A separate reservation for the Maratha community violates Articles 14 (right to equality) 21 (due process of law), says the top court.
The five-judge Constitution Bench of Supreme Court on Wednesday declared the Maratha quota law as unconstitutional.
The five-judge Bench led by Justice Ashok Bhushan concluded that there was no "extraordinary situation" or "exceptional situation" which required the Maharashtra government to break the 50% ceiling limit to bestow quota benefits on the Maratha community.
The Bench also comprising Justices L. Nageswara Rao, S. Abdul Nazeer, Hemant Gupta and S. Ravindra Bhat also struck down the findings of J. Gaikwad Commission which led to the enactment of Maratha quota law.
It held that a separate reservation for the Maratha community violates Articles 14 (right to equality) 21 (due process of law).
The five-judge Bench unanimously agreed that there was no need to re-visit the 1992 Indira Sawhney judgment which fixed the reservation limit at 50%.
"We don’t find any substance to revisit the Indira Sawhney judgment or referring it to a larger bench. The judgment has been upheld by at least four Constitution Benches," said Justice Ashok Bhushan reading from the lead judgment.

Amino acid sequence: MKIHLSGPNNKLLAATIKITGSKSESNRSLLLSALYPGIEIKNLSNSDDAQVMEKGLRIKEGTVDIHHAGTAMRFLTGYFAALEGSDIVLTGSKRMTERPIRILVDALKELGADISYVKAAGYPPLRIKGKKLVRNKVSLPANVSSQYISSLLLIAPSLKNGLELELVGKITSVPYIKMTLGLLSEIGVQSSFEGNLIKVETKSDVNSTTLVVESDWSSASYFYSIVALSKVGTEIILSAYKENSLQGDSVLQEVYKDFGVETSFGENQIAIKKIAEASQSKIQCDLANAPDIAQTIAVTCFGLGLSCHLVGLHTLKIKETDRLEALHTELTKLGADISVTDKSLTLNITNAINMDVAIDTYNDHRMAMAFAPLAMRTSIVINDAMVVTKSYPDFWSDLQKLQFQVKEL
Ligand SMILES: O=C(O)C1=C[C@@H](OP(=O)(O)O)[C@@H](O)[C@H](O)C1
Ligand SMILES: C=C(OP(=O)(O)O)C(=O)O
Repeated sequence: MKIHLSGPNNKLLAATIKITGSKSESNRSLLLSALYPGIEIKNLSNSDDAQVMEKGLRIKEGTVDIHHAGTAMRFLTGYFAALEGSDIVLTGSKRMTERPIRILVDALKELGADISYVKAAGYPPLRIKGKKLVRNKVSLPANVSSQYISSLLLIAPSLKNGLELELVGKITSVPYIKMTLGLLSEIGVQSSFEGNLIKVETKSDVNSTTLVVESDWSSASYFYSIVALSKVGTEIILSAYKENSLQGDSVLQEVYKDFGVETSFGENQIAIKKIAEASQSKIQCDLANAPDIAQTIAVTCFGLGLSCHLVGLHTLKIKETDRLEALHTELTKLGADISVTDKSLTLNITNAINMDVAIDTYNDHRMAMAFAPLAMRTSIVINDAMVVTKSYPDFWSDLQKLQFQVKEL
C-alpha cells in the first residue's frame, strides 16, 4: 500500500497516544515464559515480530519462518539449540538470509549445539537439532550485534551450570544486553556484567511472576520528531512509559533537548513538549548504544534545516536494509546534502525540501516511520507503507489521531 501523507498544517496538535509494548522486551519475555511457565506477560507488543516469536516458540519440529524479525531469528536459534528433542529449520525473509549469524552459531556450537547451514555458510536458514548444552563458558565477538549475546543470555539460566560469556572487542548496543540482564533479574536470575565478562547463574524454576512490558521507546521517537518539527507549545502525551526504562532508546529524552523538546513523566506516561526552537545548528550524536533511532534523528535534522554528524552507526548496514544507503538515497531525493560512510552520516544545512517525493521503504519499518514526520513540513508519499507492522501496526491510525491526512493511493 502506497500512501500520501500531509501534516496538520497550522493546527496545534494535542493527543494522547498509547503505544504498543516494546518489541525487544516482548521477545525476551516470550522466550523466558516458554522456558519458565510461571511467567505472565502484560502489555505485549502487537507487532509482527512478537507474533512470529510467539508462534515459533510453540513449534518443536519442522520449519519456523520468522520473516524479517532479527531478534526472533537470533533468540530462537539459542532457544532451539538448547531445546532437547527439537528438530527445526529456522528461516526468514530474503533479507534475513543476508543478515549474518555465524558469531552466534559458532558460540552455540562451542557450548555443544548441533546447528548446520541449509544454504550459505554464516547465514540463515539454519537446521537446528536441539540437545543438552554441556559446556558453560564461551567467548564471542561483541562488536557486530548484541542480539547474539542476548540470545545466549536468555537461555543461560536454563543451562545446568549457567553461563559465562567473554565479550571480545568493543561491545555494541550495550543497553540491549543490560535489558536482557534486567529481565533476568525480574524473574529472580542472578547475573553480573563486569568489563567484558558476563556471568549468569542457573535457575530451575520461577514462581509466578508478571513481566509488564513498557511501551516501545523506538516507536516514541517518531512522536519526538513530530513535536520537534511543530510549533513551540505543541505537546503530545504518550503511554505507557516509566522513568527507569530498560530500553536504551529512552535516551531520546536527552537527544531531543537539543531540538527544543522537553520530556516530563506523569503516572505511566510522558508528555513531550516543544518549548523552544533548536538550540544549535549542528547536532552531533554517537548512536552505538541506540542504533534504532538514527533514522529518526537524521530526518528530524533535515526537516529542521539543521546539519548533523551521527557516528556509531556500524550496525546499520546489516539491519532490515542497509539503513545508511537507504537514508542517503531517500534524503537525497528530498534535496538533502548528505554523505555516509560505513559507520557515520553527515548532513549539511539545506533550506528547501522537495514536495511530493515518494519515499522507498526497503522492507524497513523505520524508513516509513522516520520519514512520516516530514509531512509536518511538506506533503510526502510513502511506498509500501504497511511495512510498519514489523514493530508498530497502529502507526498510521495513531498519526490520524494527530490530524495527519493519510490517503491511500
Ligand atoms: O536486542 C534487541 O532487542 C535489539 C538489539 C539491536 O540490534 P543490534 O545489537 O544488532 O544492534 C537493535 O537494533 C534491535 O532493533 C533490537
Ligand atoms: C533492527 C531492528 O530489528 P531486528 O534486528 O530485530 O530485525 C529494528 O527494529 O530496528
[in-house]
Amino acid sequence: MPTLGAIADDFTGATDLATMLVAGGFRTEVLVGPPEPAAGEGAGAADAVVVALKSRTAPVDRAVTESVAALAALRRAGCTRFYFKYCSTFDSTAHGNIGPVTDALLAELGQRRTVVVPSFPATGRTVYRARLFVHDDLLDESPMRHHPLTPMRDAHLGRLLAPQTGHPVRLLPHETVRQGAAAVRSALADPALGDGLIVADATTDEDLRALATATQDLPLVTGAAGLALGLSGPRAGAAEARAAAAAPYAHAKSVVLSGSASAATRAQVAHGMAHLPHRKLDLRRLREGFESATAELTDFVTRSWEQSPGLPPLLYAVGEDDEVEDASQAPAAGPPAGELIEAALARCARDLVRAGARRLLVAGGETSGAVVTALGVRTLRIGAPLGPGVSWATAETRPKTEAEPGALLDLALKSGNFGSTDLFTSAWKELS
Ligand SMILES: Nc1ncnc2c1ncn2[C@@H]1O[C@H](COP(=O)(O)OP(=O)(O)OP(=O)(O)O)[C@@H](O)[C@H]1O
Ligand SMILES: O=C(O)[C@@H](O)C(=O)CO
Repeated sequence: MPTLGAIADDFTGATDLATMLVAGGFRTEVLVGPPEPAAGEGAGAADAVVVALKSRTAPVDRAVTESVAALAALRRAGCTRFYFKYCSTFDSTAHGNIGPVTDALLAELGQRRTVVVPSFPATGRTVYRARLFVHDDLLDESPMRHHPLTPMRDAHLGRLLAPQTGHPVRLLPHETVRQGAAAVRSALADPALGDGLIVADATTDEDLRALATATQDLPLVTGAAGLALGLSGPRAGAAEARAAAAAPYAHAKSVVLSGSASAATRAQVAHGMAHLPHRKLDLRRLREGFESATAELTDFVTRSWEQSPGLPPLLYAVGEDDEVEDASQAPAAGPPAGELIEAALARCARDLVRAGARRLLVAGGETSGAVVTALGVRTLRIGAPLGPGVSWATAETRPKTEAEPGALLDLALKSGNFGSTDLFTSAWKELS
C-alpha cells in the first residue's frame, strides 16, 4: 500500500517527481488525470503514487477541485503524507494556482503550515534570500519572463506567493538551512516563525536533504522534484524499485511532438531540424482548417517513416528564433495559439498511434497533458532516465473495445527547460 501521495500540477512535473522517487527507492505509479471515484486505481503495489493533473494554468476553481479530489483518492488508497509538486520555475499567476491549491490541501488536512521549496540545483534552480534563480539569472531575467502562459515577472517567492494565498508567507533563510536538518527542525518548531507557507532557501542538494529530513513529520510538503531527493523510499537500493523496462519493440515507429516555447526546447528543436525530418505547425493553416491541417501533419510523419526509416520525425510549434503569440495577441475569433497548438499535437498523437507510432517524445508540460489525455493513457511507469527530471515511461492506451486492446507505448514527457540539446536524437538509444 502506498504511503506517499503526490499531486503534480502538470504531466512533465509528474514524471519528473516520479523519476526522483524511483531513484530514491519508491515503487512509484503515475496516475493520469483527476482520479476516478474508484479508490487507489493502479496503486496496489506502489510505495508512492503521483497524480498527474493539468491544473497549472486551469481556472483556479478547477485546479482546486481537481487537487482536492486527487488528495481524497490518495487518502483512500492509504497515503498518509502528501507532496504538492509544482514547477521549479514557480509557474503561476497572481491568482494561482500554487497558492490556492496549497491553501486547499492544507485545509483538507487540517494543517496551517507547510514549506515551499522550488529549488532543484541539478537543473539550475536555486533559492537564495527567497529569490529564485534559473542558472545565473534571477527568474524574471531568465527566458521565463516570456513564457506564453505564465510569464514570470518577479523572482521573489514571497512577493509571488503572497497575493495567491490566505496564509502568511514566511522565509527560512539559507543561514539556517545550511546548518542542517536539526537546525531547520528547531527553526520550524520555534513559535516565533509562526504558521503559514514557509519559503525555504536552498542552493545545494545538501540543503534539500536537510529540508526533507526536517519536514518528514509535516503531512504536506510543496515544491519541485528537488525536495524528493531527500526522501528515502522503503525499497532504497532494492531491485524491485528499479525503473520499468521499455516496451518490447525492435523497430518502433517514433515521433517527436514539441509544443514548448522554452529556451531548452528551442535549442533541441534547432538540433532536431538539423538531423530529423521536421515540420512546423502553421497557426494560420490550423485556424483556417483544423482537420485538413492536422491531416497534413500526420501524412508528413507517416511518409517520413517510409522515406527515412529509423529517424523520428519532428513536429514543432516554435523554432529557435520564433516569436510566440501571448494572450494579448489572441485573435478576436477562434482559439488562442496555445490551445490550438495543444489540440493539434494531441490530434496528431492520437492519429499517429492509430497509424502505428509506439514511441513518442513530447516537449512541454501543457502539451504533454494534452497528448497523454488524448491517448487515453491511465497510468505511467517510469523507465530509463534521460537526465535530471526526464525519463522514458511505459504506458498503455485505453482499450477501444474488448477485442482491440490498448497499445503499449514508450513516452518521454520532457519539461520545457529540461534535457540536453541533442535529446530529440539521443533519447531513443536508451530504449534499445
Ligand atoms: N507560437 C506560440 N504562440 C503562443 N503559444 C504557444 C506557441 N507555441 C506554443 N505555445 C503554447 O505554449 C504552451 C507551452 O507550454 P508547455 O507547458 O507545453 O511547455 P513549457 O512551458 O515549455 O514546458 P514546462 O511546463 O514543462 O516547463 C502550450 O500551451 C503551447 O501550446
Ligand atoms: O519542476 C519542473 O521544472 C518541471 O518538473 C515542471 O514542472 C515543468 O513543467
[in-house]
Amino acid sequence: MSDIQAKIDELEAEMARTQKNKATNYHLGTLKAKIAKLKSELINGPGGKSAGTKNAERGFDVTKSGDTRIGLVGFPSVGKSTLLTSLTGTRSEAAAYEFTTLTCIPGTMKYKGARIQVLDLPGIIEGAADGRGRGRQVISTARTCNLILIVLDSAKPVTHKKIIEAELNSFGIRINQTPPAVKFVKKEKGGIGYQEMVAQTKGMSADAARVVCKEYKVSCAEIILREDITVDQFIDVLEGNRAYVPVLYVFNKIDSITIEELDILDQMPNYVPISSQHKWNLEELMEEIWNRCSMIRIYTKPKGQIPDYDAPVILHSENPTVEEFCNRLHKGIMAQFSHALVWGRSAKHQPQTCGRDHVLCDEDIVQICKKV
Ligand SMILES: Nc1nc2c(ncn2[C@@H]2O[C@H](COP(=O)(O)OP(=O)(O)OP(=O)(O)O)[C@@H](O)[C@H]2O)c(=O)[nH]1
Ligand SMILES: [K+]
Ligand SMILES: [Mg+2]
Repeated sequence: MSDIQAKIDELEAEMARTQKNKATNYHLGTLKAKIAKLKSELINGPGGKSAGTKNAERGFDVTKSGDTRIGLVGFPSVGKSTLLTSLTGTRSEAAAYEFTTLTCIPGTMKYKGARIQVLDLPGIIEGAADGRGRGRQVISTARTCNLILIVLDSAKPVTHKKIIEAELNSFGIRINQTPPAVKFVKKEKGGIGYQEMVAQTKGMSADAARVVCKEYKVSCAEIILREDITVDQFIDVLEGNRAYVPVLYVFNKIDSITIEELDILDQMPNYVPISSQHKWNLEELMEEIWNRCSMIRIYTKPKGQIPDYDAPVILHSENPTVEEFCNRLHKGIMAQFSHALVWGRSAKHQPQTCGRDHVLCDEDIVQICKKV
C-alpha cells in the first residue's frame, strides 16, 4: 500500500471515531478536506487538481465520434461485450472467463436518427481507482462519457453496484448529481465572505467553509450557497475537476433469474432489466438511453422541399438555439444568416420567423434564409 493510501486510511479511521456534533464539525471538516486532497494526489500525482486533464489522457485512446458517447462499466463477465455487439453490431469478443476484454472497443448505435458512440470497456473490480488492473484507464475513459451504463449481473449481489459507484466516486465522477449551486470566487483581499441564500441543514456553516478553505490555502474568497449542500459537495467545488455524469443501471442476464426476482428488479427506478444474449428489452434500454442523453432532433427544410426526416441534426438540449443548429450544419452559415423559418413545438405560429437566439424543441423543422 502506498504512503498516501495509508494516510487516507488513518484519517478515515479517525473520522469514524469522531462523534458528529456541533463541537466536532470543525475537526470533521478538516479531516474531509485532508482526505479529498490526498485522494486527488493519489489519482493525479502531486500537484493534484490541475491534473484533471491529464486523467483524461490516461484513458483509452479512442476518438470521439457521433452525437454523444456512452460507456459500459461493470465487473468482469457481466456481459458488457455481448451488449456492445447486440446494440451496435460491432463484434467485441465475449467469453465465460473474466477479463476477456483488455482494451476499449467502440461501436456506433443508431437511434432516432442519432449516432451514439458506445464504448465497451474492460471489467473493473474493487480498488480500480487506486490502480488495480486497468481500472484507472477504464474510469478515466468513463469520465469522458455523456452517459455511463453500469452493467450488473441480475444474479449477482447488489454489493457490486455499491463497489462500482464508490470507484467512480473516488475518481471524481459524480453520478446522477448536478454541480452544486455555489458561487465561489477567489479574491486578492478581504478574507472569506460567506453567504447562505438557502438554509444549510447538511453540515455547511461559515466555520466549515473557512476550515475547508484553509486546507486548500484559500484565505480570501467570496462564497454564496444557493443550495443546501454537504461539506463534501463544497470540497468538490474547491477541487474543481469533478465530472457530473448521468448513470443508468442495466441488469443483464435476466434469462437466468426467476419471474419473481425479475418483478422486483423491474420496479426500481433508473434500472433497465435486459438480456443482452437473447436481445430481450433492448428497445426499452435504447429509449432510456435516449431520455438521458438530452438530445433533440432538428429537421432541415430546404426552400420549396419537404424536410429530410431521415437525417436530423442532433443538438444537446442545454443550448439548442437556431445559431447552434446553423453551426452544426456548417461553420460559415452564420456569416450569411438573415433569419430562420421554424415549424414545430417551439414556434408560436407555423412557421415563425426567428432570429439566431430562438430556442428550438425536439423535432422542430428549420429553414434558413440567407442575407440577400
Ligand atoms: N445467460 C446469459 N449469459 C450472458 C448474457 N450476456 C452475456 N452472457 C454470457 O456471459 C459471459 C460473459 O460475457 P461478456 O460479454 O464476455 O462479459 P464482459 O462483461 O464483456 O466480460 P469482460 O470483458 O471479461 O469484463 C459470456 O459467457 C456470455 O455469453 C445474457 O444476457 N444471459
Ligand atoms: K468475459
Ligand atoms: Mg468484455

Ratio of Indira Sawhney judgment fully applicable to Article 15, he added.
All appointments made under the Maratha quota following the Bombay HC judgment endorsing the State law will hold, but they will get no further benefits. Students already admitted under the Maratha quota law will continue to get the benefits.
Those students who have been admitted to postgraduate courses will not be affected since they have not been given reservation, the judgment read.
102nd Constitution Amendment Act
Although all judges were unanimous on declaring Maratha quota law unconstitutional, Justice Bhat differed with Justice Bhushan on the 102nd Constitution Amendment Act.
Justice Bhat held that only the President can make changes to the Central List of socially and educationally backward classes based on data given from various sources, including the National Commission for Backward Classes. The States can only make suggestions. The final exercise of including castes and communities is done by the President alone, he said.
The opinion is in the majority as Justices Nageswara Rao and Hemant Gupta supported him.
Justices Bhushan and Abdul Nazeer held the "different view" that Parliament did not intend to take away from the States its power to identify their backward classes. However, they too upheld the Amendment Act, but only differed on the actual legislative intent behind it.
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